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Google Glass could aid Parkinson’s patients

Google Glass Explorer Edition; augmented reality head mounted display as glass form Credit Wikipedia/Tedeytan

Next generation wearable technology like Google Glass could be used as an assistive aid for those with the neurological condition Parkinson’s disease say researchers from Newcastle University’s Digital Interaction Group.

New Young Scientist Award announced

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The European Federation of Clinical Chemistry & Laboratory Medicine (EFLM) has announced the New Young Scientist Award which recognises a significant contribution to improving the preanalytical phase.

Celebrating Great British Science; we want your ideas!

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What do you think is the greatest scientific breakthrough made on British shores? Is it Watson and Crick’s discovery of the structure of DNA, or Dame Jocelyn Bell Burnell’s discovery of the first pulsar? Or maybe it was Alan Turing’s development of the Turning Machine? We want your suggestions –…

Greater London population at risk of future heat waves

Researchers estimate an additional 800 heat-related deaths per year in Greater London by 2050.

Properly adapting buildings for climate change could significantly reduce the risk of heat-related deaths say researchers who have modelled the effects of future heat waves on the Greater London population in 2050.

Antimicrobial lassos offer insight into bacterial warfare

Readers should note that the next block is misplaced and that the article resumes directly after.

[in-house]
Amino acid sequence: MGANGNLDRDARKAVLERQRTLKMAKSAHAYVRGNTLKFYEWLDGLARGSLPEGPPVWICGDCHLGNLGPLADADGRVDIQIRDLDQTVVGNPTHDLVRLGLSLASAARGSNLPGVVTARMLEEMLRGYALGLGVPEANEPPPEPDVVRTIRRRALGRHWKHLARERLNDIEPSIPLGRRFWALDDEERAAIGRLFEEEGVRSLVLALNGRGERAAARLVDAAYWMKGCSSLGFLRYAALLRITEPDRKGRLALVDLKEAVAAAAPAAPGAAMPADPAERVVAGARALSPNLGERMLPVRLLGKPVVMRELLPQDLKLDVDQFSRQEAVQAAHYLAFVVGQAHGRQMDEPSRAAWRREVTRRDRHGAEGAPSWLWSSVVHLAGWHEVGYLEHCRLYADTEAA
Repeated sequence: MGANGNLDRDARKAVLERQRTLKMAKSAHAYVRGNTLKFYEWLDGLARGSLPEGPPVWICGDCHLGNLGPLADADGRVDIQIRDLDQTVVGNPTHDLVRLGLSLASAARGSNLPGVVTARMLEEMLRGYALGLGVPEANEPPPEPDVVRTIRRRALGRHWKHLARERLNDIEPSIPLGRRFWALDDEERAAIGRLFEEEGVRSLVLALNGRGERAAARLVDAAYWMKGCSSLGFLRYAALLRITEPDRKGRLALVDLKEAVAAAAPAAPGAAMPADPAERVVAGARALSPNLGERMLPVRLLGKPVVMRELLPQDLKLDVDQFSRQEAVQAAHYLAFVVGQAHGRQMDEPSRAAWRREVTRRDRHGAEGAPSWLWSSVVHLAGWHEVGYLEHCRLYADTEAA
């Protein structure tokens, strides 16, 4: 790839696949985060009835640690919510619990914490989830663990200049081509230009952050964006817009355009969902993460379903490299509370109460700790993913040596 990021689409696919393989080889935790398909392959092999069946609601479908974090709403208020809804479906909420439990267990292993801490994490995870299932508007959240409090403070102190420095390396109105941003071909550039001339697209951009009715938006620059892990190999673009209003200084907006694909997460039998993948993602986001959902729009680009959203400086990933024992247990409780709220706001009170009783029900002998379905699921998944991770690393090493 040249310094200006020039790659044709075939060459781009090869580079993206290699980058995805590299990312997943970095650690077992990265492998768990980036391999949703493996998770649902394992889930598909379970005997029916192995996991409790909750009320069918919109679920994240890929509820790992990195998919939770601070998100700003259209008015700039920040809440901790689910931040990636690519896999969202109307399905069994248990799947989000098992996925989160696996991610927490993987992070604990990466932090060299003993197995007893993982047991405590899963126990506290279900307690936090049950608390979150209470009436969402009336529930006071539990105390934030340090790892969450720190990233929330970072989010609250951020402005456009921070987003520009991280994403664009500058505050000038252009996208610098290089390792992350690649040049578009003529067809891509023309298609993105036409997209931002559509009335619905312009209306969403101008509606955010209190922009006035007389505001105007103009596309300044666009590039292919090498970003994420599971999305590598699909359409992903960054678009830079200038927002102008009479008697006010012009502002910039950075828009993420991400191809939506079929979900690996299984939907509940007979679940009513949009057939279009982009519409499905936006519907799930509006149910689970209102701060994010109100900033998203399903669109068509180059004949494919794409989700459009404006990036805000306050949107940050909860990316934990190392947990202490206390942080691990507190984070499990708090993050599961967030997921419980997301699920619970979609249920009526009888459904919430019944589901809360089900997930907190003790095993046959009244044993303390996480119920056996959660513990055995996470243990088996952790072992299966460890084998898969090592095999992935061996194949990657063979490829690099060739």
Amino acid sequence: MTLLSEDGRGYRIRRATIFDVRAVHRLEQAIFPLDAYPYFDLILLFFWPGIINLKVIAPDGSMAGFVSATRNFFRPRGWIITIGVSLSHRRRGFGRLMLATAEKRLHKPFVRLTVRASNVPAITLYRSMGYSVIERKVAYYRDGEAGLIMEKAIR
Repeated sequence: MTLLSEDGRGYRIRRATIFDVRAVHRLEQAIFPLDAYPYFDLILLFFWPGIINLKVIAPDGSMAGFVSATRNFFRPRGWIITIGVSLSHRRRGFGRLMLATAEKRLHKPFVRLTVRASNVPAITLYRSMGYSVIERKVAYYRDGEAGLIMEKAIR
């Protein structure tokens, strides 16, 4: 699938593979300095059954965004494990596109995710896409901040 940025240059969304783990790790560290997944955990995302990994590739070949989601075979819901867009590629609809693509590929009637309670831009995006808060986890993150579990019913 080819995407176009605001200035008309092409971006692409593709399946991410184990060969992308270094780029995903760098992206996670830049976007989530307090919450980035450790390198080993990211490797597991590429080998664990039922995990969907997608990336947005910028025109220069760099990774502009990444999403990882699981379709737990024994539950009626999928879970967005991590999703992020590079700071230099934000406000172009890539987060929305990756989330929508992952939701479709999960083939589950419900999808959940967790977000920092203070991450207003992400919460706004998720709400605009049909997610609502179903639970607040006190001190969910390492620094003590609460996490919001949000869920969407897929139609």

Crystal structure of the membrane siderophore receptor FhuA (blue-gold) in complex with the antibacterial lasso peptide MccJ25 (magenta). Comparison of the siderophore- and MccJ25-bound structures revealed that the structurally unrealted MccJ25 can hijack the FhuA by mimicking the binding mode of the siderophore. MccJ25 is also capable of inducing a transport signal through a contact with the plug domain (gold) that allows the peptide to be internalised by the target bacteria which leads to cell death. Credit: Konstantinos Beis, Imperial College London

Starved bacteria use antimicrobial lasso peptides to kill other bacteria by hijacking their nutrient receptors say scientists who have gained the first structural insights into the warfare between bacteria.

Sewing machine inspires imaging tool for Alzheimer’s

Amyloid plaques characteristic of the disease can now be imaged with UFM

The humble sewing machine has inspired a new imaging tool which is providing new clues about the origins of Alzheimer’s and Parkinson’s disease.

Refrigerant replacement highly toxic on combustion

R1234yf – a recommended replacement refrigerant, which when burned releases toxic carbonyl fluoride. This model shows carbon in black, hydrogen in white, and fluorine in green.

EU regulations suggest refrigerants in car air conditioning systems are replaced with a more environmentally friendly version, but scientists are urging a rethink after studies showed the recommended replacement releases toxic chemicals upon combustion.

Brain dictionary and road map created

When studied with advanced microscopic and imaging techniques, the brain of a fruit fly reveals astounding complexity, showing its composition by many discrete building blocks called "neuropils," each comprising one or more complex neuronal circuits. Credit: Kei Ito et al.

An international team of neuroscientists has not only tripled the number of identified insect brain structures but created a simple dictionary to talk about them.

Antidepressants affect aquatic life

The presence of antidepressants in our aquatic ecosystem is threatening wildlife, affecting its behaviour and biological make-up.

The presence of antidepressants in our aquatic ecosystem is threatening wildlife, affecting its behaviour and biological make-up.

Antimony batteries a possibility

TEM image of monodisperse antimony nanocrystals. Credit: Maksym Kovalenko Group/ETH Zurich.

Scientists probing new materials for batteries have succeeded in producing uniform antimony nanocrystals which could one day be used as alternative anode materials in high-energy-density batteries.

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